After the delay caused by the public inquiry, BAA had to satisfy itself that the design was still appropriate. "We had to go back over the design to be comfortable that we were trying to solve the same problems and to be sure that this design was the best solution," says Mike Forster, T5's design and development director. "We are in incredibly uncertain times. We expect BA to be the terminal's first occupier, but if it goes bust the design has to be robust enough for another carrier." This is a sentiment echoed by Dennis Austin, head of the roof design team for Richard Rogers Partnership. "BAA were always hammering on about futureproofing," he says.

Rogers' initial design, with its 384 × 165 m roof supported on serried rows of structural columns and floorplates separated by canyons, was far from flexible. "The design submitted to the public inquiry was based on a multiple-span roof with a zoned building below. Sitting at the public inquiry we realised that it wasn't as flexible as it could have been," Davies says. "It became an issue of where to site the roof-support columns and the impact of the structure on the building's operation."

Austin adds: "The public inquiry locked us into the colour, the cladding materials, a maximum height, the facades' transparency, a 10% rooflight area and the dimensions. It was about the building's shell, its overall volume and its visual impact."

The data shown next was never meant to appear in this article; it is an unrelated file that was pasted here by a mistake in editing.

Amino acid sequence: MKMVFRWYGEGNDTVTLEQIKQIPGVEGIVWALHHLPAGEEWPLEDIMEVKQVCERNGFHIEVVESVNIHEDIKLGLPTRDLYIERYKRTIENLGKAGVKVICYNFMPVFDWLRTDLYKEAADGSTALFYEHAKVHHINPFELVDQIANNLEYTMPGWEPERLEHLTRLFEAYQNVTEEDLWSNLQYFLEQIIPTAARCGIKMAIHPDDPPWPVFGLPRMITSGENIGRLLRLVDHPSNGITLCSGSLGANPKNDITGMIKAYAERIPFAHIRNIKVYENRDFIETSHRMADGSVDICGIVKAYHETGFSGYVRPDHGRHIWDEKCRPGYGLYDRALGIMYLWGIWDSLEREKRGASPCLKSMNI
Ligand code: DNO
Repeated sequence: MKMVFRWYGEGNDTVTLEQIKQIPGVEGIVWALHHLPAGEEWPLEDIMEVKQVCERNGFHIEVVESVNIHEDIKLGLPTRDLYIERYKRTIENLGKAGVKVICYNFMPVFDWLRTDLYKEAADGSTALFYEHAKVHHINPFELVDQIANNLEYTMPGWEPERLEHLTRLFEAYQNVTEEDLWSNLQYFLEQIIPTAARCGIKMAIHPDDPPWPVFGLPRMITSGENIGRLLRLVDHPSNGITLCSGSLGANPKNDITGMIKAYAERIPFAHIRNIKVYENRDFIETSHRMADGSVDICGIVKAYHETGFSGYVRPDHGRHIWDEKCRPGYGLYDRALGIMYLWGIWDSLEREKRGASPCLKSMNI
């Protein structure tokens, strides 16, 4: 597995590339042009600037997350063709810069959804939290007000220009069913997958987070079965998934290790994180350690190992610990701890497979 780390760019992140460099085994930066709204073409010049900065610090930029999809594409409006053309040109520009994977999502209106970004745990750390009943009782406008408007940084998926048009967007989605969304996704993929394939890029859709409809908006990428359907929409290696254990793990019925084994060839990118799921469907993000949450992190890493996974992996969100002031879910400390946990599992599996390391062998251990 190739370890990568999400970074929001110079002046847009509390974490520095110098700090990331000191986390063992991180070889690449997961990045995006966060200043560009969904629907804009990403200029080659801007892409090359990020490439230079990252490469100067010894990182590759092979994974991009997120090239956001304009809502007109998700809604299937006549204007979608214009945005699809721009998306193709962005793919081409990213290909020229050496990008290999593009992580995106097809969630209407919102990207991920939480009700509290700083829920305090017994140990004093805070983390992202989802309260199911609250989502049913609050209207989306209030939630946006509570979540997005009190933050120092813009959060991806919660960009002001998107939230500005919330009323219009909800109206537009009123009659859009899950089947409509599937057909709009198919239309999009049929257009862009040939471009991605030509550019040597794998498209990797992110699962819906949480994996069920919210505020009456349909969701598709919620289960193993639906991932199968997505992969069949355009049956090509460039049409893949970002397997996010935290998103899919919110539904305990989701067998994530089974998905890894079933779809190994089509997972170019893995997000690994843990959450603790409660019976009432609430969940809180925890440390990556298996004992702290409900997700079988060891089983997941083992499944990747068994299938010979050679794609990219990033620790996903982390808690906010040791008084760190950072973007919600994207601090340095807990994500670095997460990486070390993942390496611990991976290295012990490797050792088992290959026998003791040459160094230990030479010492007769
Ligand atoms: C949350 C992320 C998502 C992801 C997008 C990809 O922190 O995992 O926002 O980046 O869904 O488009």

The task was further complicated by the difficulty in defining the form of the interior, a process Davies describes as "wrestling with serpents". He explains: "There were 43 different stakeholders, from immigration and customs to baggage, retail and trolleys, all independent – it was like trying to weave a Turkish carpet."

In the interest of flexibility, the concept of canyons breaking up the terminal's floorplates was gradually abandoned. "The problem was, we ended up with three buildings. The canyons brought light and air into the terminal but they conflicted with virtually everything else," Davies says. To improve flexibility, the canyons were shifted to the perimeter. "We moved from the concept of canyons to a single floorplate – it was very difficult to do, we had to let go of things we were passionate about. There was a moment when we put in the bin a lot of the things we had been working on."

To increase the building's flexibility still further, and to allow the terminal's design to progress independently of the interior, the roof structure was isolated from the layout of the interior; instead, it simply spanned the entire 165 m. "The roof is effectively a bridge; its span gives a loose-fit, flexible floorplate offering enormous flexibility in how the building can evolve," says Davies.